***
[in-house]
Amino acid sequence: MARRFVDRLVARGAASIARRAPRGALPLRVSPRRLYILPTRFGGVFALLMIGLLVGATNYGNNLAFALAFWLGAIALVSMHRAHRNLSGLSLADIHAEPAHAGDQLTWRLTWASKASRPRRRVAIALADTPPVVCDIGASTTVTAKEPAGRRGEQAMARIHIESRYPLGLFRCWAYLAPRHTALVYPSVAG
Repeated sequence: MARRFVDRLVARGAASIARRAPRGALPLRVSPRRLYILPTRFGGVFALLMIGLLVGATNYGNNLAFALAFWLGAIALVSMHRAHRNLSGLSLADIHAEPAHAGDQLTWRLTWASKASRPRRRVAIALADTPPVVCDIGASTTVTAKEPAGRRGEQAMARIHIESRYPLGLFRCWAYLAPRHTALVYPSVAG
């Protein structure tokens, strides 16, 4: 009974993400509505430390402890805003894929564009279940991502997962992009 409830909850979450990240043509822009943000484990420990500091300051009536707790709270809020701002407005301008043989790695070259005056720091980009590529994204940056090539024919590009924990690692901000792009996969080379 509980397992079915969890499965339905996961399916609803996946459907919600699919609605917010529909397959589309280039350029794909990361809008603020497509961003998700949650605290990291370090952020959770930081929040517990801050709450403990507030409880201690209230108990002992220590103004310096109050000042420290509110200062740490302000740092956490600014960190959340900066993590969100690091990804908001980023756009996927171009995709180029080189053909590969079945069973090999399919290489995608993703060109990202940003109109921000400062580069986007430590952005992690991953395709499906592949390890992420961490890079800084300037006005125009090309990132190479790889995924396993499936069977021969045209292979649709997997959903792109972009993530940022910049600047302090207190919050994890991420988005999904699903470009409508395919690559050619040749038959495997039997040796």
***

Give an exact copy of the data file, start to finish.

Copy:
[in-house]
Amino acid sequence: MARRFVDRLVARGAASIARRAPRGALPLRVSPRRLYILPTRFGGVFALLMIGLLVGATNYGNNLAFALAFWLGAIALVSMHRAHRNLSGLSLADIHAEPAHAGDQLTWRLTWASKASRPRRRVAIALADTPPVVCDIGASTTVTAKEPAGRRGEQAMARIHIESRYPLGLFRCWAYLAPRHTALVYPSVAG
Repeated sequence: MARRFVDRLVARGAASIARRAPRGALPLRVSPRRLYILPTRFGGVFALLMIGLLVGATNYGNNLAFALAFWLGAIALVSMHRAHRNLSGLSLADIHAEPAHAGDQLTWRLTWASKASRPRRRVAIALADTPPVVCDIGASTTVTAKEPAGRRGEQAMARIHIESRYPLGLFRCWAYLAPRHTALVYPSVAG
């Protein structure tokens, strides 16, 4: 009974993400509505430390402890805003894929564009279940991502997962992009 409830909850979450990240043509822009943000484990420990500091300051009536707790709270809020701002407005301008043989790695070259005056720091980009590529994204940056090539024919590009924990690692901000792009996969080379 509980397992079915969890499965339905996961399916609803996946459907919600699919609605917010529909397959589309280039350029794909990361809008603020497509961003998700949650605290990291370090952020959770930081929040517990801050709450403990507030409880201690209230108990002992220590103004310096109050000042420290509110200062740490302000740092956490600014960190959340900066993590969100690091990804908001980023756009996927171009995709180029080189053909590969079945069973090999399919290489995608993703060109990202940003109109921000400062580069986007430590952005992690991953395709499906592949390890992420961490890079800084300037006005125009090309990132190479790889995924396993499936069977021969045209292979649709997997959903792109972009993530940022910049600047302090207190919050994890991420988005999904699903470009409508395919690559050619040749038959495997039997040796």